The following is an extract from Roberto Giordanelli's feature in Auto Italia magazine, Issue 112 2005. For access to the full feature, plus articles on the Maserati race transporter, spy photos of the upcoming Ferrari 575M replacement, a review of Monterey and Pebble Beach, the rare Fiat 850 Moretti Sportiva Coupe, and much more, see www.auto-italia.co.uk
Question: How do you improve a Ferrari? Answer: Depends how you define ‘improve’. For purists, the standard factory car is the ultimate. Even preening a car for a concours d’elegance is considered by some to be vandalism. If, by making a 5.7-litre V12 Ferrari 575 Maranello faster, lighter, sportier and more stable you consider this to be an improvement, then Novitec Rosso is right up your street. I am driving a Novitec Rosso Ferrari 575M near its HQ on some fabulous Bavarian country roads in southern Germany. The power upgrade is modest but combined with bigger brakes, sports suspension, wide wheels and tyres and an aerodynamic kit, it makes the 575M feel more Olympic sprinter than Marathon runner.
The Germans are Europe’s top tuners, and Novitec is right up there with the best of the best. The company’s headquarters ooze quality, professionalism and integrity and the helpful, multilingual staff sell their produce worldwide. The parts are also TUV-approved, which means they are to the world’s highest standards.
Novitec takes great care to make modifications to cars that are in harmony with the original design. You can judge for yourselves just how well that has been achieved. At one time they considered an 800bhp supercharged version of the 575M but research found that while Ferrari 360 and 430 customers are gagging for their breathtaking supercharger kits, the owners of V12 Ferraris are more conservative. Consequently the standard 575M’s 515bhp at 7250rpm and 434lb ft of torque at 5250rpm have been gently upgraded to 533bhp at 7250rpm and 440lb ft at 6300rpm. This has been achieved by re-mapping the ECU and by fitting a Novitec exhaust. Not an enormous difference but enough to make the 575M feel a bit quicker, especially when combined with some lightweight carbonfibre panels.
As an example, a Ferrari 360 front bumper weighs 20kg, while a Novitec carbon version barely tips the scales at 3kg. While any driver would be hard pushed to notice a 0-100km/h improvement from 4.2sec to 4.1sec and a top speed hike from 202mph to 204mph, improved braking and handling capabilities are easily felt. The combination does noticeably improve the overall driveability. The driver feels more connected to the Novitec 575M. Grip levels are higher, necessitating a stiffer set-up with stainless steel coilovers to combat the greater body roll that comes with higher g-forces. While the dampers are adjustable, they are not intended to be altered as they have been set up by Novitec test drivers after extensive road and track work, including testing at the world’s most challenging 13 miles – the Nürburgring Nordschleife. Brake disc diameters are up from 330mm to 380mm and are now clamped by 8-pot front and 4-pot rear calipers all working through the standard servo and ABS. Those higher grip levels come from wider wheels and copious Pirelli rubber.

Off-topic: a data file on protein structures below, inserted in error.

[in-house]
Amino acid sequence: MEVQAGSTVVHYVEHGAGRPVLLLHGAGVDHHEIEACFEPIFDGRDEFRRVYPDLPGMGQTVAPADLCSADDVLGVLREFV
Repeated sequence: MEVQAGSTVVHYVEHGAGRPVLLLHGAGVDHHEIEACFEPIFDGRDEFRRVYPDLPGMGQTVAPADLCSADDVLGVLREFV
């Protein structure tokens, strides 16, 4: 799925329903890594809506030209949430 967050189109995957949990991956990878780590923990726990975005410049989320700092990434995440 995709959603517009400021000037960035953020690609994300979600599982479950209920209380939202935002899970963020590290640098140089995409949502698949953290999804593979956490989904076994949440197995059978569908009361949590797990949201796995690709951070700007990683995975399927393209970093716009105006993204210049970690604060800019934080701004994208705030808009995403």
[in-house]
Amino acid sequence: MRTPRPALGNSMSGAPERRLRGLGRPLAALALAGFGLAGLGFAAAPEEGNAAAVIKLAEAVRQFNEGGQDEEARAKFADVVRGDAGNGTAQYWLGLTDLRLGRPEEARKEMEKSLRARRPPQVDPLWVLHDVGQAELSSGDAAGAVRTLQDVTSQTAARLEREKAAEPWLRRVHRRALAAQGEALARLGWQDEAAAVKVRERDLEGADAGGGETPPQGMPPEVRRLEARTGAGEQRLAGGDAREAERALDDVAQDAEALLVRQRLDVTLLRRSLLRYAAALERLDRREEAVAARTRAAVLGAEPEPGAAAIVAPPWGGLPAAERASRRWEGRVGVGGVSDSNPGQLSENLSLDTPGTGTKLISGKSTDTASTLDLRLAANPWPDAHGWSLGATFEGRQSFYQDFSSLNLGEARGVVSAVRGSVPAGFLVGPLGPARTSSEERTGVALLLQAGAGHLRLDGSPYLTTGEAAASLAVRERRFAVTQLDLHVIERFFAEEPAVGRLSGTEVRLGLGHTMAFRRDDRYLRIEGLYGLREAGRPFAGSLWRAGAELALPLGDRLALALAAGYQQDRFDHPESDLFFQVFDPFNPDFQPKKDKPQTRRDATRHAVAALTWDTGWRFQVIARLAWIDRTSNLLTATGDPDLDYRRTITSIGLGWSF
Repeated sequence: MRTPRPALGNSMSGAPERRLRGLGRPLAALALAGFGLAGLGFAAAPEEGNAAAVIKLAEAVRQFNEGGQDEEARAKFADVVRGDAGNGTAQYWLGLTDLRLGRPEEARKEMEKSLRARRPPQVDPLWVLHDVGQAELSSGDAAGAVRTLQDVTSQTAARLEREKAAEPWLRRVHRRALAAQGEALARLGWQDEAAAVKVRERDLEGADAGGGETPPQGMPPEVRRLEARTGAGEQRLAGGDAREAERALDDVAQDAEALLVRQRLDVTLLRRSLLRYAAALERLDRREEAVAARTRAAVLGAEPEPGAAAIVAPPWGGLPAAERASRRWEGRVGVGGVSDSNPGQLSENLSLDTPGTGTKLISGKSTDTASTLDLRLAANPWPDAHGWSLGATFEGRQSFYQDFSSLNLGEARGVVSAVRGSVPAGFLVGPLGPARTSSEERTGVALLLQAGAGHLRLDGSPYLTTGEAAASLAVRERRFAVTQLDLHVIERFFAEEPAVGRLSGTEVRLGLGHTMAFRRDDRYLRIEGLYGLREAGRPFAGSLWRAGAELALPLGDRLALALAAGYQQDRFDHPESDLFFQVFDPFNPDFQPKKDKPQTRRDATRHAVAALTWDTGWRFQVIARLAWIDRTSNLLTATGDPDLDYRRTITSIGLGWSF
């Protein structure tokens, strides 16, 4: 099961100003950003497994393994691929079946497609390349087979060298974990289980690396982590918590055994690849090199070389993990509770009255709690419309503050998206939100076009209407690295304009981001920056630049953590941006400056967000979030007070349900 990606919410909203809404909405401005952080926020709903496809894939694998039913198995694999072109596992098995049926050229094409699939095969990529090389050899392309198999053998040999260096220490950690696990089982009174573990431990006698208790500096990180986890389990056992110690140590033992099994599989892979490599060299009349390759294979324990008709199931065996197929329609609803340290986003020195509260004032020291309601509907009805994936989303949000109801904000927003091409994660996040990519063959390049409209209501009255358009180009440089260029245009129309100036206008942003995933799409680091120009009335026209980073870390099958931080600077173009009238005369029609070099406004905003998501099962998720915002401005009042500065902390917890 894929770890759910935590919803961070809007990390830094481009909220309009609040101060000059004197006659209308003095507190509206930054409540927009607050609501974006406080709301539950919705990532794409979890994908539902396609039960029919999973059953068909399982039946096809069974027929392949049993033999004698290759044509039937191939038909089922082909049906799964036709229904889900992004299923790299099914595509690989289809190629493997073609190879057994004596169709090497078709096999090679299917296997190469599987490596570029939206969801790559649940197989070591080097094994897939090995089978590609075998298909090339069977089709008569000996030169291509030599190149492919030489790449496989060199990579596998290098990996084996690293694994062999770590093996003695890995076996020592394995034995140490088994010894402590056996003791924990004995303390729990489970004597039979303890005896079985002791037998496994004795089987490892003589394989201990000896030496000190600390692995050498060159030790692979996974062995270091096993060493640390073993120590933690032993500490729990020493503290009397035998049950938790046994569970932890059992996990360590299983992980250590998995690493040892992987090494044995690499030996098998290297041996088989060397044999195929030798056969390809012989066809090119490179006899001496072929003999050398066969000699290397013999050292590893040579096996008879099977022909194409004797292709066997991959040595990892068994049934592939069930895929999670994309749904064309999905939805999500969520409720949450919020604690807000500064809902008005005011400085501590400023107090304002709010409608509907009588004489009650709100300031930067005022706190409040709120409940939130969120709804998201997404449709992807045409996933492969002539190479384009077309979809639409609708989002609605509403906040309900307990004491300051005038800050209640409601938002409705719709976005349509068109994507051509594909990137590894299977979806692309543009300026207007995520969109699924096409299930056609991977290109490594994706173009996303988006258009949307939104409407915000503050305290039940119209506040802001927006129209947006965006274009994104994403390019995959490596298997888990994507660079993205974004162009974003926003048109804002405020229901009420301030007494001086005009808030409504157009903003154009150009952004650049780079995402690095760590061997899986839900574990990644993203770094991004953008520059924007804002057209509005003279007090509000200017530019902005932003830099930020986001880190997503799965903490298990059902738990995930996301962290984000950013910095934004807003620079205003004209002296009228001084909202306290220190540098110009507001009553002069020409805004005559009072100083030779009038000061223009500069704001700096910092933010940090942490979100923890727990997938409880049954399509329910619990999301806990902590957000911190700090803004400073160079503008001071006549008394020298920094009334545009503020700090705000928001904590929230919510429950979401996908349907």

The aero-kit comprises Supersport front bumper, side panels, rear wing and rear skirt all in lightweight materials. International tastes vary. For instance, that rear wing sells like hot cakes in the USA but nobody in Germany wants it. The same goes for chrome wheels. Special black rear lights and side indicators are also fitted. Modifications continue inside the car with a Supersport steering wheel, seats, Novitec Rosso pedals and footrest, a red tachometer and a 360km/h speedo. My own colour preference for the 575M is in turmoil. Normally I would go for a sombre colour but such are the clever changes to this Novitec Rosso 575M that it really suits this bright F1-style orange/red factory colour.
The Novitec Rosso 575M has a six-speed F1 paddleshift. I click into first gear and blast off. Such is the acceleration that unless the road is bone dry, the ASR traction control cuts in immediately to maintain traction. ASR is engaged every time you start the 575M. To switch it off, you need to depress the button for a few seconds. My tip is to leave it operational. There are times when its power-cutting antics are an intrusion as it does cut in quite early on, but unless you are an experienced drift-driver, better that the warning light on the dash is not seen. The other clever switch, ‘Sport’, firms up the suspension and speeds up gearshift time from a picosecond to a nanosecond. My advice is to save it for smooth, dry roads or track days.
Colossal speeds are attainable on German Autobahns where it is legal to travel at a pace that the manufacturer intended. The 575M is rock steady and quiet, even at two-miles-a-minute. At three-miles-a-minute there is still another 24mph to come but I slow down and find some empty country sweepers. The super-low-profile tyres work on billiard table Teutonic tarmac but would be in trouble on pot-holed roads. Roll and dive are minimal. The 50/50 weight balance and the suspension ride/comfort compromise are just right for spirited driving. Only a race track would demand that it be stiffer. Then you would need a roll cage to stop the bodyshell from distorting, which means that I am distorting the subject.
Novitec Rosso makes everyday Ferraris go quickly. Reliability is not an issue as Novitec’s research goes way beyond normal outputs. Novitec then reduces that reliable improved output further, to guarantee longevity, so that the goods come with a one-year warranty. Time to leave the freedom of Germany and fly to London where the average speed of cars is 9mph.